In eighth grade, I was challenged by my English teacher, Mrs. Walters, to write something that exercised our class’s objective at the time, imagery. I was very naive but full of heart back then and wrote this cheesy piece describing the practice room of me and my friends’ first band, Tigerlake. It has a certain charm to it I think, but only the kind of charm you find in old terrible family photos.
It reminds me of how sure I used to be of me and my friends becoming something, doing something with our music. So yes it is cheesy, and it doesn’t really talk about anything I’ve been working on recently, but it talks about where I’ve come from, and sometimes that’s even more important.
Listen to the song while reading the text.
Down a rolling road there stands a squatting, whitewashed house, which inevitably should conceal at least two or more amplifiers strategically placed behind the faded screened porch so as not to be seen by any sketchy wanderers that may happen by. Let me take you, however, past the porch around the corner of this suburban masterpiece under the vines, which connect its and its neighbors, both fashionably overgrown gardens.
Walking over crushed leaves and pine straws, usually in bare feet, this is where we traveled whenever was necessary. Down the suburban alleyway between the neighbor’s light-brown fence and the wall of the shrunken house, through the creaky spring gate and into the backyard where each time, guitars in hand, we are presented with the two-story, similarly to the house, whitewashed, squatty garage.
The garage, the band room as we called it, always seemed just one fierce gust of wind away from losing its foundation. However, looking up at it we didn’t see those worn staircases going around the sides of the building as rotten wood with loose nails. No, they were strong, solid stone staircases winding up a medieval tower towards a hearth lit hall of knowledge and freedom.
Ascending the rotten wood and loose nails of our tower of knowledge was like walking out of a pool of chunky mud and through a power wash, till finally arriving at a warm fire and a steaming cup of liquid happy. It was a dimly lit room of maroon, our band room, however, someone unfamiliar, as you may be, may not have taken note of its maroon aesthetic, and instead noticed the unfathomable amount of posters and setlists pinned to its walls which consumed more than half of the overall area.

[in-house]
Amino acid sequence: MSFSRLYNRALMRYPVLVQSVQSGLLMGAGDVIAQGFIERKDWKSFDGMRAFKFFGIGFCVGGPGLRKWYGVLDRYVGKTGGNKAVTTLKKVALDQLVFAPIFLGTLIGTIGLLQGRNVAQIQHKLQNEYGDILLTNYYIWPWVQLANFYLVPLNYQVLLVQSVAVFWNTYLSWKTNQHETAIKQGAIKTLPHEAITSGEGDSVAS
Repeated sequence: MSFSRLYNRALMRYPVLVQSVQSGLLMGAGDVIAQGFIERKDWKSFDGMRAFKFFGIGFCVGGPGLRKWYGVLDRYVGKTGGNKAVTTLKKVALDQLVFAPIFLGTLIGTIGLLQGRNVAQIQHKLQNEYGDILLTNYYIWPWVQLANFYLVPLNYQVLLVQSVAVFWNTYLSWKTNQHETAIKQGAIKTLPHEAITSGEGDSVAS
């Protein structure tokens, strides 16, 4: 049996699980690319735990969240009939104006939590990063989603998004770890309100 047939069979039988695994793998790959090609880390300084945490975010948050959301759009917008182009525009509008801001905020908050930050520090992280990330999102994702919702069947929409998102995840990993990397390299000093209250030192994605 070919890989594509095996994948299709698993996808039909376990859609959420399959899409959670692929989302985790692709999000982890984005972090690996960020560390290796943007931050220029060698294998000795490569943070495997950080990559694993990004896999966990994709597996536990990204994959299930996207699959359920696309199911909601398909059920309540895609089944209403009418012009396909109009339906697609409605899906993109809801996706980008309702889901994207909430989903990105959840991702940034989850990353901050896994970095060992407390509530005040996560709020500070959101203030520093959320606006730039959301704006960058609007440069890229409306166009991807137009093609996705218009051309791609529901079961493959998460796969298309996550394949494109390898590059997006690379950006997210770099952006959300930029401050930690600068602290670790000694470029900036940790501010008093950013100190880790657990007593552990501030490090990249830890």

There was a faded green lounge chair in the corner stacked to its edge with instrument cases of various shapes and qualities. Behind the chair stood a slender black lamp with a shade which was clearly made for something with a little more girth, this was the single provider of more than eighty percent of the light that entered our small maroon cave.
The other twenty percent came from various desk lamps thoughtfully placed around the room, as well as the broken framed window along the far wall which always sat shaded. There was a ceiling light also, whose belly was so full of shriveled dead insects only single rays of light were able to vaguely penetrate through to our floors and walls.
Yes, this was our tower, the lamp in the corner our hearth, the sounds from the instruments our knowledge, and with those things and amongst each other we made our music. No bug infested spotlight was going to ruin that mirage.
In the corner next to our hearth the warped drum set stood under an overhead lamp, hung by its cord from a hook haphazardly drilled into the ceiling, which gave the impression of a warm orange spotlight. The floor of our room might as well have been made up of guitar cables and pedal plugs, they dominated every inch, except those areas consumed by amps which, just as the instruments, varied intensely from size and quality.
And so here amongst friends and brothers we stood on cables and shaky foundations trying so desperately to make any half decent tones float out our hands to stir the maroon waves we all felt sitting placid waiting to ripple.
Three years later and the bugs still sit listening in their coffin, the waves now in a crashing, tremulous race are sailing the five lords of a sunken house and whitewashed garage towards orange horizons and unsuspected storms. The anchor for their humble skif seems to have broken away long ago.
Looking up at and inside that garage now you can almost feel our spirits strangling and embracing each other all at once, you can occasionally hear our maroon tones in the creaking of some rotten wooden plank, the plucking of a string in some loose nails last cry for freedom.
Wallace Leopard, Category: Artist, Singles: When I Look at You, The Cartel’s Symphony, Pulchra, Top Tracks: Sarah Allens, And Me, Bessie, When I Look at Me, The Way It Was, Biography: Wallace Leopard makes music out of the spare room at his house where he flaunts a “studio” composed of two microphones, an audiobox, and a laptop., Monthly Listeners: 41, Where People Listen: Memphis, Cleveland, Little Rock, Cordova, Toronto